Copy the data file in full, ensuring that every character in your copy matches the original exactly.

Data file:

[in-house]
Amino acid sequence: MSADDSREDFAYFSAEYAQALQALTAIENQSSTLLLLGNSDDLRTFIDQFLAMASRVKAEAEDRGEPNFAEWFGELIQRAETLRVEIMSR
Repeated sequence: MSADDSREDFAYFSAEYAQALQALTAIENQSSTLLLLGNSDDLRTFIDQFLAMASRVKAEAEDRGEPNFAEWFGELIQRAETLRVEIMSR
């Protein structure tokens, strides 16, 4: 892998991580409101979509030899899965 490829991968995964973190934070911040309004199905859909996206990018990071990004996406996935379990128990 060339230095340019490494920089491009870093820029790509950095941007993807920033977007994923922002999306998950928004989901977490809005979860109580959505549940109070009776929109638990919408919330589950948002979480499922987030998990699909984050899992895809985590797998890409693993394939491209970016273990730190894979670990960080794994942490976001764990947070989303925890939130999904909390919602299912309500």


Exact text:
[in-house]
Amino acid sequence: MSADDSREDFAYFSAEYAQALQALTAIENQSSTLLLLGNSDDLRTFIDQFLAMASRVKAEAEDRGEPNFAEWFGELIQRAETLRVEIMSR
Repeated sequence: MSADDSREDFAYFSAEYAQALQALTAIENQSSTLLLLGNSDDLRTFIDQFLAMASRVKAEAEDRGEPNFAEWFGELIQRAETLRVEIMSR
């Protein structure tokens, strides 16, 4: 892998991580409101979509030899899965 490829991968995964973190934070911040309004199905859909996206990018990071990004996406996935379990128990 060339230095340019490494920089491009870093820029790509950095941007993807920033977007994923922002999306998950928004989901977490809005979860109580959505549940109070009776929109638990919408919330589950948002979480499922987030998990699909984050899992895809985590797998890409693993394939491209970016273990730190894979670990960080794994942490976001764990947070989303925890939130999904909390919602299912309500």